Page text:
The skeleton of the elephant has been greatly influenced by the tremendous mass it must support. Incredibly, it weighs about 16.5 % of the total weight (A cow’s skeleton only weighs about 10 % of total weight). The backbone is the mechanism by which soft tissues are ‘hung’, consisting of sturdy vertebrae with high, strong neural spines in the chest (thoracic) area. Similar to man, the elephant has an almost vertical pelvis that is greatly expanded.
The ribs extend along most of the backbone and form an enormous barrel-shaped cage. The limbs are composed of segments in direct line with one another resulting in a rigid pillar of support for the huge mass of the elephant: it is as though an elephant is walking on four thick and upright pillars, which are long in the upper segment and short in the lower. Also, the majority of the marrow cavities in the leg bones have been replaced with a spongy bone aiding in the legs great strength and relatively light-weight.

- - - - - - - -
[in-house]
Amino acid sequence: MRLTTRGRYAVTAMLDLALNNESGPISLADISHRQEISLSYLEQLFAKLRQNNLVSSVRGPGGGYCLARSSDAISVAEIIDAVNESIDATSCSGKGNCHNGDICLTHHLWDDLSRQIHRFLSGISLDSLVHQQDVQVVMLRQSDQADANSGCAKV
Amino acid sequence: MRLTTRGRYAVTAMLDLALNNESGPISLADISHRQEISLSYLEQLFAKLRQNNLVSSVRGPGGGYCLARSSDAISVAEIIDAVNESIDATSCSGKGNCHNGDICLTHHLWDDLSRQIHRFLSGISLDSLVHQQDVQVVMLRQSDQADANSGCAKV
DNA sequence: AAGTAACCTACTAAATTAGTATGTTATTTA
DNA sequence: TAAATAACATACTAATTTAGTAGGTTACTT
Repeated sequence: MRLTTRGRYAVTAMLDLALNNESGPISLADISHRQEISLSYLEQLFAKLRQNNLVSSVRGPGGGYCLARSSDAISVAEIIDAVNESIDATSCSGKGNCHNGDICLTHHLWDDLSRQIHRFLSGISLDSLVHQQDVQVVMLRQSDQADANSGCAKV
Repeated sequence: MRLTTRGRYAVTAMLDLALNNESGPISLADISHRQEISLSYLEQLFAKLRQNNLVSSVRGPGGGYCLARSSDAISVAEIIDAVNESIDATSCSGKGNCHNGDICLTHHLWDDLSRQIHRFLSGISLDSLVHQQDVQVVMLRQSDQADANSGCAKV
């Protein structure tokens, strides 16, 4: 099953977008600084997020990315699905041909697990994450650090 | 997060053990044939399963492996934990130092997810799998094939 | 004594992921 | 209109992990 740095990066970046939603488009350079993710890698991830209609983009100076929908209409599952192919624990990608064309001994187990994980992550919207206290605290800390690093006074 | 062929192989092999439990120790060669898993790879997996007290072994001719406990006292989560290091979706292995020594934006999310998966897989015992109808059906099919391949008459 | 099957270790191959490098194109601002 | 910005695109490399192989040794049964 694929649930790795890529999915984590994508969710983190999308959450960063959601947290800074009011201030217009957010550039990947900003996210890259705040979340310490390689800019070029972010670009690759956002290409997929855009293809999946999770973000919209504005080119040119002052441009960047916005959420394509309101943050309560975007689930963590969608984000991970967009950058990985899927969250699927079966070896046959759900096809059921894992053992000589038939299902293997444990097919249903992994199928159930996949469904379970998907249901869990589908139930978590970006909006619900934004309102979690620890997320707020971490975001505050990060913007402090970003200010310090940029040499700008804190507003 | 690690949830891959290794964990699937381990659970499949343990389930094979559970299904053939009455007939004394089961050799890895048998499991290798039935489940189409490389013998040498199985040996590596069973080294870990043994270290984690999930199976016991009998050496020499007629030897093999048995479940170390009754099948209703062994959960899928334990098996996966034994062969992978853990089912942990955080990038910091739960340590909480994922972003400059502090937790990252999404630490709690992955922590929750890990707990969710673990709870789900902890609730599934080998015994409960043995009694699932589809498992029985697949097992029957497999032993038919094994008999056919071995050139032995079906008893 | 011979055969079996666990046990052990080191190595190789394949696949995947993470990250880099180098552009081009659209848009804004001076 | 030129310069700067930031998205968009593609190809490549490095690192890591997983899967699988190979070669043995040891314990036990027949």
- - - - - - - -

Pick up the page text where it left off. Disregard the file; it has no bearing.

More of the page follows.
As in all mammals, elephants have seven neck vertebrae. Unlike other herbivores, the elephant’s vertebrae evolved to have fused and relatively flat discs, which are able to handle the weight of the elephant tusks and head.
Much of the bulk of the cranium consists of ‘inflation’ – meaning the bones are compartmentalized with many air cells. Such a design makes the skull lighter, whilst still providing the strength needed. In addition, the greater surface area on the cranium yields more room for muscle attachment towards the back. This support is needed when we consider that the head of an adult male elephant may weigh up to 300 kilograms.